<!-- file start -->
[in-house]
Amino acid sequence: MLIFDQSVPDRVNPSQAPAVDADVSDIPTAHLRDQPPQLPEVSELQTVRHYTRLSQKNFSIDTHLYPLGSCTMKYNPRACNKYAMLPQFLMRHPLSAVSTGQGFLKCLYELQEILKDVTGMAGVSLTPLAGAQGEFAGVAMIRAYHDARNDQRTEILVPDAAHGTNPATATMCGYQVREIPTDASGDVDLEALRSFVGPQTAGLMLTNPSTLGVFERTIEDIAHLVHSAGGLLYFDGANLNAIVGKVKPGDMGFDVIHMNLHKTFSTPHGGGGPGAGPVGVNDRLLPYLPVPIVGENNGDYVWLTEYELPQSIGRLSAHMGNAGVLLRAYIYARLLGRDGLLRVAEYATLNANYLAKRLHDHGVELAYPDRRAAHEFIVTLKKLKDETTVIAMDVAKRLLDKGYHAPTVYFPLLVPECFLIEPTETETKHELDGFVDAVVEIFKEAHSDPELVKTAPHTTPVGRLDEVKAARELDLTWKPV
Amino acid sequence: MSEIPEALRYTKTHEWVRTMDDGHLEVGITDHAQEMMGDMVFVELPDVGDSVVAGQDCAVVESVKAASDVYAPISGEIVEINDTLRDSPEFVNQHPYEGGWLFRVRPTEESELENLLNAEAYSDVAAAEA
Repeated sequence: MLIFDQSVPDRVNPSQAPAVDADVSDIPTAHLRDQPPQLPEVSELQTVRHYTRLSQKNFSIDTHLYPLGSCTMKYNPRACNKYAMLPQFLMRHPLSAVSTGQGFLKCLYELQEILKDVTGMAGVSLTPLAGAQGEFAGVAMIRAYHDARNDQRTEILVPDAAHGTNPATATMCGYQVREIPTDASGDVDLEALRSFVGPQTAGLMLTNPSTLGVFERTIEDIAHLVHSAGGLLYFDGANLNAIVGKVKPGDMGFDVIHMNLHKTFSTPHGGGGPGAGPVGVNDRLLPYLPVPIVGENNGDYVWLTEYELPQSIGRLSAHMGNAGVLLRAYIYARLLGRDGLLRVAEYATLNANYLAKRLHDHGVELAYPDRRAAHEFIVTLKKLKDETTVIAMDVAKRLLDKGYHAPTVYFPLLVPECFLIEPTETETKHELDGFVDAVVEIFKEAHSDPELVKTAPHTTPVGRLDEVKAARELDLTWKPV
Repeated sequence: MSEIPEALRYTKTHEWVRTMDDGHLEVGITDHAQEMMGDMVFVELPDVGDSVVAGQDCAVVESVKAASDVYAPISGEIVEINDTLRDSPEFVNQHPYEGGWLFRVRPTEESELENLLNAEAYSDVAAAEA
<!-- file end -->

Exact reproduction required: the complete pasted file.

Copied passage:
[in-house]
Amino acid sequence: MLIFDQSVPDRVNPSQAPAVDADVSDIPTAHLRDQPPQLPEVSELQTVRHYTRLSQKNFSIDTHLYPLGSCTMKYNPRACNKYAMLPQFLMRHPLSAVSTGQGFLKCLYELQEILKDVTGMAGVSLTPLAGAQGEFAGVAMIRAYHDARNDQRTEILVPDAAHGTNPATATMCGYQVREIPTDASGDVDLEALRSFVGPQTAGLMLTNPSTLGVFERTIEDIAHLVHSAGGLLYFDGANLNAIVGKVKPGDMGFDVIHMNLHKTFSTPHGGGGPGAGPVGVNDRLLPYLPVPIVGENNGDYVWLTEYELPQSIGRLSAHMGNAGVLLRAYIYARLLGRDGLLRVAEYATLNANYLAKRLHDHGVELAYPDRRAAHEFIVTLKKLKDETTVIAMDVAKRLLDKGYHAPTVYFPLLVPECFLIEPTETETKHELDGFVDAVVEIFKEAHSDPELVKTAPHTTPVGRLDEVKAARELDLTWKPV
Amino acid sequence: MSEIPEALRYTKTHEWVRTMDDGHLEVGITDHAQEMMGDMVFVELPDVGDSVVAGQDCAVVESVKAASDVYAPISGEIVEINDTLRDSPEFVNQHPYEGGWLFRVRPTEESELENLLNAEAYSDVAAAEA
Repeated sequence: MLIFDQSVPDRVNPSQAPAVDADVSDIPTAHLRDQPPQLPEVSELQTVRHYTRLSQKNFSIDTHLYPLGSCTMKYNPRACNKYAMLPQFLMRHPLSAVSTGQGFLKCLYELQEILKDVTGMAGVSLTPLAGAQGEFAGVAMIRAYHDARNDQRTEILVPDAAHGTNPATATMCGYQVREIPTDASGDVDLEALRSFVGPQTAGLMLTNPSTLGVFERTIEDIAHLVHSAGGLLYFDGANLNAIVGKVKPGDMGFDVIHMNLHKTFSTPHGGGGPGAGPVGVNDRLLPYLPVPIVGENNGDYVWLTEYELPQSIGRLSAHMGNAGVLLRAYIYARLLGRDGLLRVAEYATLNANYLAKRLHDHGVELAYPDRRAAHEFIVTLKKLKDETTVIAMDVAKRLLDKGYHAPTVYFPLLVPECFLIEPTETETKHELDGFVDAVVEIFKEAHSDPELVKTAPHTTPVGRLDEVKAARELDLTWKPV
Repeated sequence: MSEIPEALRYTKTHEWVRTMDDGHLEVGITDHAQEMMGDMVFVELPDVGDSVVAGQDCAVVESVKAASDVYAPISGEIVEINDTLRDSPEFVNQHPYEGGWLFRVRPTEESELENLLNAEAYSDVAAAEA